From Our Archive
This story was published before Summer 2021, when we launched our new digital experience.

The Met Just Revealed the Theme for Its 2020 Costume Exhibit

And it’s very…timely.

MOST READ ARTS
Reclining in her living room.

Film and TV

Saying Yes

Celebrity chef Carla Hall on food, freedom, and always keeping an open mind.

ABT principal dancers Calvin Royal III and Christine Shevchenko as Siegfried and Odette in “Swan Lake.”

Performance

On Pointe

One of New York City’s most venerable cultural institutions returns to the stage.

Lin-Manuel Miranda, leaning against a shelf inside the Drama Book Shop.

Performance

Selling the Drama

A conversation with Lin-Manuel Miranda on theater, creativity, and the endless...

A lot of things make New York’s Metropolitan Museum of Art one of the world’s best and must-visit museums and its annual Costume Institute exhibit is definitely one of them.

Who can forget the extraordinary Savage Beauty exhibition in 2011 that celebrated the late Alexander McQueen and that was so successful that it had people line up for four hours to see it (the museum also famously stayed open until midnight for the first time in its history)? And how about the groundbreaking Heavenly Bodies exhibition in 2018, that examined fashion’s engagement with Catholicism? It attracted over 1.6 million people and became the museum’s most visited exhibition ever. So could the 2020 show beat this record?

This morning, the museum announced that its spring 2020 exhibition will be called About Time: Fashion and Duration. The theme was influenced by the fact that the museum is celebrating its 150th anniversary next year.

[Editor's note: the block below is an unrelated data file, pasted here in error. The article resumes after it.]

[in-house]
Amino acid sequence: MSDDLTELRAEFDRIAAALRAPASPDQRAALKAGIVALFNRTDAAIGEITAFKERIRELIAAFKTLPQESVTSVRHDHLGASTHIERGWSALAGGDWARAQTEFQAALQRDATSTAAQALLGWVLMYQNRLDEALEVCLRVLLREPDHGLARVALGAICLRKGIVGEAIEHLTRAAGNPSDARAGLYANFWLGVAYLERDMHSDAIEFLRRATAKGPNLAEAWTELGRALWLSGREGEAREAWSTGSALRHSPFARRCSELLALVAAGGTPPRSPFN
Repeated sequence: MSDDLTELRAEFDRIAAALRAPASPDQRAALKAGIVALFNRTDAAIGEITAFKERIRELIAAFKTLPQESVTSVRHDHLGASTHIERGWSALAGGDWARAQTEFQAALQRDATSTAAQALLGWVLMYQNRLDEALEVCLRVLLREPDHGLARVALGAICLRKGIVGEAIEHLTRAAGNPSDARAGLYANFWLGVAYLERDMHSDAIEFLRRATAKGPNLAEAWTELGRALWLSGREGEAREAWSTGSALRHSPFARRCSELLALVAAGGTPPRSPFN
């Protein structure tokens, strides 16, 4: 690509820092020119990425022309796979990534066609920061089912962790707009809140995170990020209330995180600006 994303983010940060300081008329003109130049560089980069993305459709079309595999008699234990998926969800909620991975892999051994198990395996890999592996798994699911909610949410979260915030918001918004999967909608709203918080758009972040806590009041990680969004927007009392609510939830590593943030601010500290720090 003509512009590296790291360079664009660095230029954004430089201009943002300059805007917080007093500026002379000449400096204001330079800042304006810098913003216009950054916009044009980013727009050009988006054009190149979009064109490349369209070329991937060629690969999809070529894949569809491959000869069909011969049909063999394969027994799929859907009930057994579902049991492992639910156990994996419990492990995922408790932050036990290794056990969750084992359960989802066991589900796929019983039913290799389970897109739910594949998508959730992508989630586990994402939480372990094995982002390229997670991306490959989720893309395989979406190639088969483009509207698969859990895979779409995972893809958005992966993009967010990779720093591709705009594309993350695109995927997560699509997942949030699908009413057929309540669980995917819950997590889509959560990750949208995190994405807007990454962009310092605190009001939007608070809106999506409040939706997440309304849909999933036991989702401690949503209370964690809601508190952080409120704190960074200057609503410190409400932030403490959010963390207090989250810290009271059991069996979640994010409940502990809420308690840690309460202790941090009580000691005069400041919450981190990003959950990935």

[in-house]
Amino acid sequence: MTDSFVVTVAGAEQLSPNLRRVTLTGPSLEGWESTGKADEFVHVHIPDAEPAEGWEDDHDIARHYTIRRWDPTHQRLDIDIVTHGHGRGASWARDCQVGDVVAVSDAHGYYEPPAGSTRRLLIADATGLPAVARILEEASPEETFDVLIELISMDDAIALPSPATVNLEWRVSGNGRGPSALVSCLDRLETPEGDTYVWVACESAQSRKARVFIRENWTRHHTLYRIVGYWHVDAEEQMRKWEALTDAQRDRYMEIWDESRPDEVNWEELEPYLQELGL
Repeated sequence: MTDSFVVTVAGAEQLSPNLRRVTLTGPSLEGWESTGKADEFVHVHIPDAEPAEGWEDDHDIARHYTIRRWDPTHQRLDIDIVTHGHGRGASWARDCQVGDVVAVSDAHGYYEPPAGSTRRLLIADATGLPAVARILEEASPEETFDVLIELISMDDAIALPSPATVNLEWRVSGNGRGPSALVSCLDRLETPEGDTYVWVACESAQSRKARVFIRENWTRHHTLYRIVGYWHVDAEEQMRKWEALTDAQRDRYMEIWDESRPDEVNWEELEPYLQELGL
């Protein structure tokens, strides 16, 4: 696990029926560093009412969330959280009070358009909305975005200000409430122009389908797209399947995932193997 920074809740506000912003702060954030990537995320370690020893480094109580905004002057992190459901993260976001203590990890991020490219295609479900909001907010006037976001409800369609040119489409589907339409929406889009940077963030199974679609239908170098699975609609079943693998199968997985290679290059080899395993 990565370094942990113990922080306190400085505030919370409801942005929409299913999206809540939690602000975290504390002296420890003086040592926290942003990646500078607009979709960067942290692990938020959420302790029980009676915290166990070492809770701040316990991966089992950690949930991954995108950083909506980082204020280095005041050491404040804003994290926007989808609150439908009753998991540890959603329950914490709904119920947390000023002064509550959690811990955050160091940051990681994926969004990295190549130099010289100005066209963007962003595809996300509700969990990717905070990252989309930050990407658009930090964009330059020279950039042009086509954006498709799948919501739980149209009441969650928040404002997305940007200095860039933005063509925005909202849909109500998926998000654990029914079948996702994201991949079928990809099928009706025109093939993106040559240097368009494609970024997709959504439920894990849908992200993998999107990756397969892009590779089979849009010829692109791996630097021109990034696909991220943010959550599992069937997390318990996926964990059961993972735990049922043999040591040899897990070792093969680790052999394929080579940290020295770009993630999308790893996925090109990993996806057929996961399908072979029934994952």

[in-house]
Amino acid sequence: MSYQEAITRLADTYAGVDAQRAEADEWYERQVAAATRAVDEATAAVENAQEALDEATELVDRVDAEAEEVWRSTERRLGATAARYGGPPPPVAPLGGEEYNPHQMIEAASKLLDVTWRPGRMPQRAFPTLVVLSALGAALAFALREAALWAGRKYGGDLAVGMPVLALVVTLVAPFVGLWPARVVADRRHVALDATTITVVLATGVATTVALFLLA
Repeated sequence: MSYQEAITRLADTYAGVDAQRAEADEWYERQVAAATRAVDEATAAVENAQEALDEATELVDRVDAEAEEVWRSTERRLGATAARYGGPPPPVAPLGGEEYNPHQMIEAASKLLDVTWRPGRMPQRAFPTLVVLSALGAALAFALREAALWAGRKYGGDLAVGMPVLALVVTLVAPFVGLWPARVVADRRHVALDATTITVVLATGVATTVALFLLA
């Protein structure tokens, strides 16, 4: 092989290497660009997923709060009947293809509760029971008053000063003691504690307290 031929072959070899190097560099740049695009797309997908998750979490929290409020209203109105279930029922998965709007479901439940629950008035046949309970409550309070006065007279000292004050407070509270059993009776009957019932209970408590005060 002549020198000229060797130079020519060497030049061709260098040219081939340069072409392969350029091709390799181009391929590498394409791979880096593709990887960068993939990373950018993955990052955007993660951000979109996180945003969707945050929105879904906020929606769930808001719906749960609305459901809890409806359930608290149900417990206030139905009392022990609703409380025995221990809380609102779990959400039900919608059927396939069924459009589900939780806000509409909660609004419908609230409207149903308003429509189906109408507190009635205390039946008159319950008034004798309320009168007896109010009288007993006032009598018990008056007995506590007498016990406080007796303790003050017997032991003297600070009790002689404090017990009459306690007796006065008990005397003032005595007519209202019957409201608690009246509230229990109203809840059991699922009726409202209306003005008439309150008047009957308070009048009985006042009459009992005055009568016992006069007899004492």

“Presented in The Met Fifth Avenue’s Iris and B. Gerald Cantor Exhibition Hall, it will trace more than a century and a half of fashion, from 1870 to the present, along a disruptive timeline...” the museum announced.

“Employing philosopher Henri Bergson’s concept of "la durée"—time that flows, accumulates, and is indivisible—the exhibition will explore how clothes generate temporal associations that conflate the past, present, and future,” the museum stated.

To make things even more special, Virginia Woolf, through her writings, will serve as the “ghost narrator” of the exhibition.
The museum also announced that About Time: Fashion and Duration will “feature approximately 160 examples of women’s fashion dating from 1870—the year of The Met’s founding and the start of a decade that witnessed the development of a standardized time system—to the present.” Longevity and sustainability will also be part of the conversation, as the exhibit will conclude with a section on the future of fashion.

The exhibition will be on display from May 7 until September 7, 2020.

Newsletter

Let’s Keep in Touch

Subscribe to our newsletter

You’re no longer on our newsletter list, but you can resubscribe anytime.